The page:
So, finally, Nokia has stopped teasing its flagship Lumia 1020 and let us event goers get some long awaited hands-on time with the thing. It’s definitely not your run-of-the-mill Windows Phone, but is that camera-centric kookiness enough to make the Lumia 1020 worth that $299 price tag? The jury’s still out on that one, but so far the 1020 definitely seems like a Windows Phone worth your consideration.
First impressions aren’t actually everything, but the 1020 is quite a looker… even if Nokia seems to be having trouble making up its mind in terms of industrial design. The Verizon-exclusive Lumia 928 features hard corners and a gently-sloping back, while the 925 (arguably the nicer looking of the two) is the first to introduce metal trim. The 1020 on the other hand sticks very close to the original design language of the Lumia 800 and 900, and that’s frankly a very welcome choice. I’d go as far to say that Lumia’s original looks are nearly iconic, but your mileage is going to vary there.
As a counterpoint, our (much less geeky) intern Eliza vehemently disagrees with me — according to her, it’s much too angular and looks like a business card. To each their own, I guess. Admittedly, the camera pod does get in the way when you pick up the 1020 thanks to its prominent protuberance on the device’s back, but it doesn’t seem like a deal breaker.
Considering just how large the 1020’s camera pod is, I expected the 1020 to be much heavier. In fact, the device was almost startlingly light — Nokia’s fondness for polycarbonate remains untempered, though I suspect the matte finish they’ve used this time around will make the 1020 a little more prone to scuffs and dings.
As is always the case when playing with these sorts of things in the field, it’s hard to really get a feel for performance, but swiping through menus and firing up applications was just as smooth as any other top-tier Windows Phone. The only bit of slowdown I noted was while fiddling with some of the camera settings, but that may just be a pre-production software issue acting up. Nokia representatives confirmed that the Lumia 1020 runs a 1.5GHz dual-core Qualcomm chipset (though the people I spoke to wouldn’t specify which one), along with 2GB of RAM and 32GB of internal storage. That’s quite a strong spec sheet for a Windows Phone, though the fact that Windows Phone 8 is generally a very lag-free OS to begin with certainly factors into the equation.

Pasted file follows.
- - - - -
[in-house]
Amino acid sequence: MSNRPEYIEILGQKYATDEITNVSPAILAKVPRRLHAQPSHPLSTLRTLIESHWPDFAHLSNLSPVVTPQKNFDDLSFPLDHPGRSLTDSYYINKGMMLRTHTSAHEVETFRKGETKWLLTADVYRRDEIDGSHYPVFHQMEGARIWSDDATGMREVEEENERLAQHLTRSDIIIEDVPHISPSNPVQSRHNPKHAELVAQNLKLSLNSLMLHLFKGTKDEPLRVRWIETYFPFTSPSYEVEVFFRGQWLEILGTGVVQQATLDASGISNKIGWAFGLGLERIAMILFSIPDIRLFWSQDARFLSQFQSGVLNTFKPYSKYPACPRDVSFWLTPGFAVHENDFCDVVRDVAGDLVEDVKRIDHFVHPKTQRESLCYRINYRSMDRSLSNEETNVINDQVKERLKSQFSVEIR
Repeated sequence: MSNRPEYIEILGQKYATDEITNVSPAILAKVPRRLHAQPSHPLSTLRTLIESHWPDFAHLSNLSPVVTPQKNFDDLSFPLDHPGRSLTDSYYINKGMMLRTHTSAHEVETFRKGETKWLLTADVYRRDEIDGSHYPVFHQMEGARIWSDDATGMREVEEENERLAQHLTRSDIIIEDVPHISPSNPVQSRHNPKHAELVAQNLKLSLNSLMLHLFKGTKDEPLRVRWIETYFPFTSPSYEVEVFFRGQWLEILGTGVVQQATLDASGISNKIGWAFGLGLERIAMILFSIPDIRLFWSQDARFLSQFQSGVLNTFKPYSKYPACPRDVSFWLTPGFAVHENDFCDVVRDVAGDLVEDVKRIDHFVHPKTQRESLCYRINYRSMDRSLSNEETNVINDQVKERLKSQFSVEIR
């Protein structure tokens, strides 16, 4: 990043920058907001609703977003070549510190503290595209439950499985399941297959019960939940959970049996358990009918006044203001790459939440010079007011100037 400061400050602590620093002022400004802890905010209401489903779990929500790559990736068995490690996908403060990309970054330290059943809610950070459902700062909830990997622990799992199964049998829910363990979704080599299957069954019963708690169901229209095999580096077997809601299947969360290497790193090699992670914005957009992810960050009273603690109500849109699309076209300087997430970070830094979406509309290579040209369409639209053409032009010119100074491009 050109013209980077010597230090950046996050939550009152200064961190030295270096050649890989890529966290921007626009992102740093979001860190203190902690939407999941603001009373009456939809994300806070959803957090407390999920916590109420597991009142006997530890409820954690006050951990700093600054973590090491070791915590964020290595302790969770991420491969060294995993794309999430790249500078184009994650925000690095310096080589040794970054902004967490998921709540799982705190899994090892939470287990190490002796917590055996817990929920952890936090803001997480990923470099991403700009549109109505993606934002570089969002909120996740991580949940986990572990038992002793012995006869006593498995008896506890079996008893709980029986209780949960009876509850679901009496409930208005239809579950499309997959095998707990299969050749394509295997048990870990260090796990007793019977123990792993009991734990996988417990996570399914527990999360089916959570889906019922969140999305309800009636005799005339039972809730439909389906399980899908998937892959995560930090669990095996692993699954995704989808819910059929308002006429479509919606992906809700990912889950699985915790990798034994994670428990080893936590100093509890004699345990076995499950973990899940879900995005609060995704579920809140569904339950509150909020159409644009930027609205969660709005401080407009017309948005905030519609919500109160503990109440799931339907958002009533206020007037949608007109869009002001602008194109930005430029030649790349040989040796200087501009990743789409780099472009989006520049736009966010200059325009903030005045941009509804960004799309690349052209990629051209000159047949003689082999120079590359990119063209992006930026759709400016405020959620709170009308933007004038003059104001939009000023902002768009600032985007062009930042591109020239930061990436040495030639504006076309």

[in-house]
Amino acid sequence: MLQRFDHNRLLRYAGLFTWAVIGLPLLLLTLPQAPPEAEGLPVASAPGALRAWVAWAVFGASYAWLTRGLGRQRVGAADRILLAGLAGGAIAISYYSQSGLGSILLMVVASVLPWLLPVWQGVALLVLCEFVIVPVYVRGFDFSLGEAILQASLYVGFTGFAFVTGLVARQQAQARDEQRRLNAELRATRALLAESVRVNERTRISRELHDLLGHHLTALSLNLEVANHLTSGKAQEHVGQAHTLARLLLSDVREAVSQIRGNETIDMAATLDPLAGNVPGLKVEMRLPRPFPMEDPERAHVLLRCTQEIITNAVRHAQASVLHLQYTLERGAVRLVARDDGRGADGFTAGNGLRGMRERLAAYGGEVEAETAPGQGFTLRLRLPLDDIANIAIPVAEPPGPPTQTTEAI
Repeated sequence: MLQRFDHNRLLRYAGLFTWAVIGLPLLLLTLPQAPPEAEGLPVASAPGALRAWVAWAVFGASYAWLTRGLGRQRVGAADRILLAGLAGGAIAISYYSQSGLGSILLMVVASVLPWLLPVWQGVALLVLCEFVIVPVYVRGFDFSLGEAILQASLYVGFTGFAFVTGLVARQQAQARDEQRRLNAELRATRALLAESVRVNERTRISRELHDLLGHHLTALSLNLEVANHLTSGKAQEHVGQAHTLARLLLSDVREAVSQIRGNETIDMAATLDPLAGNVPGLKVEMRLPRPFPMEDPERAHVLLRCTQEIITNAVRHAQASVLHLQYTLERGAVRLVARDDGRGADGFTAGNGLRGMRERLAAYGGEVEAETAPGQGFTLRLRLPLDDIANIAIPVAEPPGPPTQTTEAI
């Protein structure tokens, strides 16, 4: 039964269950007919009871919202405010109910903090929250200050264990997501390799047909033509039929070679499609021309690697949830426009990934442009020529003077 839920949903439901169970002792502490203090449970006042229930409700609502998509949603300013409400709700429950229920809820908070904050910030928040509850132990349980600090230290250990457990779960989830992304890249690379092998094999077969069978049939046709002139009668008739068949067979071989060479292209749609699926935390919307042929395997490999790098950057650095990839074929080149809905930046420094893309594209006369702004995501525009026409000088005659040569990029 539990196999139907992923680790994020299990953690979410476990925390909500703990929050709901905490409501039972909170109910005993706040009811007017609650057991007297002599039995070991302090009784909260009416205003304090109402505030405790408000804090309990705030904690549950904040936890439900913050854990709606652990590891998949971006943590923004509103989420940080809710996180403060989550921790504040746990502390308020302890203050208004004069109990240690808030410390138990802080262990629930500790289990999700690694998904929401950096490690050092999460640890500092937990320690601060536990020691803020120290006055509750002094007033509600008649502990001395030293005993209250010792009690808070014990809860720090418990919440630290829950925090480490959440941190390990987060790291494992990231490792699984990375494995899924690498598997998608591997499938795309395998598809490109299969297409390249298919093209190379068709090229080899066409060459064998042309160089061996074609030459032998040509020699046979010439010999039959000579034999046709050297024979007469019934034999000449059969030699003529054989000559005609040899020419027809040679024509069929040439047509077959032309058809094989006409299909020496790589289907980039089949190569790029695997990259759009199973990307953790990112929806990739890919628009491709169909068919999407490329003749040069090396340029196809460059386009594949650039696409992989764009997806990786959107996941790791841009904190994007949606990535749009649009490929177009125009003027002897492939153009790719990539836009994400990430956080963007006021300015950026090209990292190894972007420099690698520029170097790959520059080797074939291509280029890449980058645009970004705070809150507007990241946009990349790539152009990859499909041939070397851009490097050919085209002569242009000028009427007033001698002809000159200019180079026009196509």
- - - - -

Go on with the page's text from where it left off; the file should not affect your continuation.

And then of course, there’s the camera. Nokia wouldn’t spend almost an entire hour talking about a camera if it wasn’t worth its salt, but the 1020’s 41-megapixel sensor really seems to deliver… the keyword there being “seems”. As you’d expect, the 1020 is a very snappy shooter, and the images it captured appeared incredibly crisp and bright on screen (perhaps to the point of mild over-saturation, but that’s really nothing new for an AMOLED display). Since none of hardware here was final though, Nokia wouldn’t allow to us transfer our photos off the 1020 for further fiddling so it’s hard to say just how good the images look on different displays or on paper.
Despite the Pro Camera app’s name, it was awfully easy to pick up after a few moments of playing. Tapping the icon brings up a series of concentric semi-circles, and sliding up and down each of lets users adjust exposure, shutter speed, iso, and focus. It’s an awfully intuitive scheme that Nokia has cooked up, especially since you’re able to immediately see on-screen what sort of effect those changes will have on the image you take. Nokia has also included a tutorial mode to give first-time users a better idea of what settings can be tweaked and how the sliding control scheme works, a welcome touch for non-photographers looking to spice up their shots.
Is the Lumia 1020 going to be for everyone? Obviously not. Can it succeed in a very competitive marketplace? It’s far too early to answer that question, but based on my time playing with it, there’s nothing there that would necessarily disqualify it from success.
Earlier today, our own John Biggs took Nokia to task for using its resources to create a device that focused on “theatrics”. I honestly couldn’t disagree more — I’m honestly no great camera connoisseur, Nokia didn’t just slap a big honking camera on a crappy phone. The hardware seems well-crafted, the Windows Phone experience is incredibly smooth, and that longstanding app gap is finally starting to close (albeit slowly). I can’t pass judgment until I actually play with the final device, but so far it seems like that camera is just icing on a cake that’s already pretty damned delicious.